Michael Bernick
Adjunct Fellow; Counsel to Duane Morris LLP; former Director, California Employment Development Department California, Human Capital, Labor
California and Human Capital and Labor
Michael Bernick, the former director of the California labor department, the Employment Development Department (EDD), joined the Milken Institute in February 2004, as a research fellow, focusing on job creation and workforce development projects.
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Kiva and the micro-lending boom in California

By: Michael Bernick
November 01, 2012

California is in the midst of a micro-lending boom, driven by the rise of internet-based micro-lending sites, including Kiva, Kickstarter, Indiegogo, and RocketHub.

The micro lending sites are opening new lending markets in peer to peer lending. They are building new ties between lenders and California micro-businesses, with the lender more of a business development partner than a passive provider of funds.

Micro-lending for years has long been an economic development strategy of community training and economic development agencies in California. In the old days of micro-lending -- that is pre-early 2000s -- micro-lending consisted often of private foundations or wealthy private individuals providing funds for nonprofit intermediaries to disperse.

In 1984, the community training agency I headed, San Francisco Renaissance, started a Renaissance Entrepreneurship Center, which included an entrepreneurship training class and a small loan fund for micro-enterprises. The Center in the late 1980s and 1990s expanded greatly in businesses served, training and locations, thanks to Ms. Claudia Viek, a decades-long leader of the micro-lending movement in California and the current director of the California Association for Microenterprise Opportunity. But even the Renaissance Entrepreneurship Center, which continues to operate, has depended on a relatively small group of lenders and foundations.

Now the micro-lending sites expand the pool of lenders to include individuals of all income levels and also expand the role of the lender. Kiva, based in San Francisco, has been a leader in such lending to business enterprises and illustrates the micro-lending boom in our state.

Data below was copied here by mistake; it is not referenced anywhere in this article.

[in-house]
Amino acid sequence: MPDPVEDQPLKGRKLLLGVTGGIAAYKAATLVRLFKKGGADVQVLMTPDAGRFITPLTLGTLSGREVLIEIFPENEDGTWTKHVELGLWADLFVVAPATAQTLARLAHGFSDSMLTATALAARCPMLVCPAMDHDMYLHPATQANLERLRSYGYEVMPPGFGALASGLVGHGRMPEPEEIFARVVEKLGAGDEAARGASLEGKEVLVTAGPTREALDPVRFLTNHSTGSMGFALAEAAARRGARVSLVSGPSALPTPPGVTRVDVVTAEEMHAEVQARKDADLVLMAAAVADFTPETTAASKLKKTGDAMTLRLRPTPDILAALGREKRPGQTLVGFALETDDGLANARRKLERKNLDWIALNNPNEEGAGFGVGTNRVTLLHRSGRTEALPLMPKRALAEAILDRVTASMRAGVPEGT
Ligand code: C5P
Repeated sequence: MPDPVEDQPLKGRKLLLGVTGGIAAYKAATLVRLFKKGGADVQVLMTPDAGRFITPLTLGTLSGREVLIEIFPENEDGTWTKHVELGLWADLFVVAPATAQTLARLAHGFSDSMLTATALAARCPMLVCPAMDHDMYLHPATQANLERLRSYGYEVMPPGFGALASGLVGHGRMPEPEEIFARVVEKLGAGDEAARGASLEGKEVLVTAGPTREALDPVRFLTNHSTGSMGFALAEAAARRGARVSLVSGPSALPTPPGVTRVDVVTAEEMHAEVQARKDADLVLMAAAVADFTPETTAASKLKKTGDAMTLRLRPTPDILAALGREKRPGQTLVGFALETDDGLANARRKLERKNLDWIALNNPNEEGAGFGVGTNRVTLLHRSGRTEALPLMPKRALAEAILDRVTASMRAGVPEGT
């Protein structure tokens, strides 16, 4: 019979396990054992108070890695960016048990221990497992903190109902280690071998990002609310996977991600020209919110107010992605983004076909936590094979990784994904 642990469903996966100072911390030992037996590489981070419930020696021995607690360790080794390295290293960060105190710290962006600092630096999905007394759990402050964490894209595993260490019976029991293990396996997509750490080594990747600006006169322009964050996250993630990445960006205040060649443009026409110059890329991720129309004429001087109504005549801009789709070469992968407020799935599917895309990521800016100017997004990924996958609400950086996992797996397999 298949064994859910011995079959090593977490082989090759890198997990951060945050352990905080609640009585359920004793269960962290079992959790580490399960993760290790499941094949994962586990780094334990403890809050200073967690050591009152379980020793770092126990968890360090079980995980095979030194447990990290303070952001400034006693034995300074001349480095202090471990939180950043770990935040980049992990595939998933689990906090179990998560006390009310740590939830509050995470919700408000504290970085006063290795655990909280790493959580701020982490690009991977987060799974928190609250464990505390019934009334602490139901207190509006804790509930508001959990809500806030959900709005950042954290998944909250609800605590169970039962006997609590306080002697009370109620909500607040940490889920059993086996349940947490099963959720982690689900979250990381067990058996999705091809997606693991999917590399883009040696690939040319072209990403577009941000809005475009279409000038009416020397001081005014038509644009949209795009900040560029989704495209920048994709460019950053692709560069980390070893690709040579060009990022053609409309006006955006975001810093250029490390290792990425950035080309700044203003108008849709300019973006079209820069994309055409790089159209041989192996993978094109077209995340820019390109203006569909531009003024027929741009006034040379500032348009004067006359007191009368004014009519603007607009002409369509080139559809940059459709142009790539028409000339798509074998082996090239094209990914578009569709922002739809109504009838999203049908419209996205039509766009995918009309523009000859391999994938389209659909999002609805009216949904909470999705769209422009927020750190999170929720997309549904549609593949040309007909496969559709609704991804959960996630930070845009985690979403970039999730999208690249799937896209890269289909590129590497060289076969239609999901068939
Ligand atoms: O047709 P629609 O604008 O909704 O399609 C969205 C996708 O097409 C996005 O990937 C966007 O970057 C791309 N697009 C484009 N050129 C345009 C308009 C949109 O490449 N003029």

Kiva started in 2005, with a focus on loans to entrepreneurs in developing countries. In the past seven years, Kiva has facilitated an astonishing 842,068 loans, totaling over $368 million in 66 countries. The lender can put in as little as $25 and then chooses the borrower, based on information provided by Kiva field partners and volunteers around the world. Though the loan is administered by an intermediary financial institution, the lender follows the loan repayment and progress of the business -- all made possible by internet technology.

In recent years, Kiva has become more active with loan making in the United States. Since 2009, when Kiva launched its United States operations, Kiva has made 140 loans in California. (700 in the United States). To expand its United States presence and especially its California presence, Kiva late last year started KivaZip, which eliminates the intermediary institution and can operate with even greater speed and nimbleness.

KivaZip is headed by Jonnie Price. Price is involved in a number of loans himself as a lender, as are many Kiva employees. He is a graduate of Cambridge University, and came to Kiva in 2009 as a volunteer after six years at Oliver Wyman, a management consulting firm.

Recently, I joined representatives of the City of Antioch and Contra Costa Small Business Development Center in a meeting with Price at the Kiva headquarters on Howard Street. The Antioch City government is aggressively pursuing lending strategies to assist Antioch-based businesses.

By the end of the 90 minute meeting, Price and the Antioch representatives had a tentative agreement to start a KivaZip program in Antioch within two months. No extensive paperwork, no attorneys drafting/redrafting documents, completely a letaEUR(TM)s- move-forward approach. What a contrast with most government programs. (A recent Milken Institute paper by Bradley Belt, Chris Brummer and Daniel Gorfine, "Crowdfunding: Maximizing the Promise and Minimizing the Peril", examines securities issues regarding crowdfunding sites like Kiva that eschew most paperwork, and suggests how they can continue to function and expand lending, without onerous regulations.)

Whether a KivaZip lending for Antioch micro businesses will take off in the next few years remains to be determined. It starts off, though, with the access to the Kiva list of users, which now total 1.2 million, including 60,000 in California.

Much is written about how technology is eliminating jobs in California. The micro-lending internet site is one example of how technology is creating jobs in our state.

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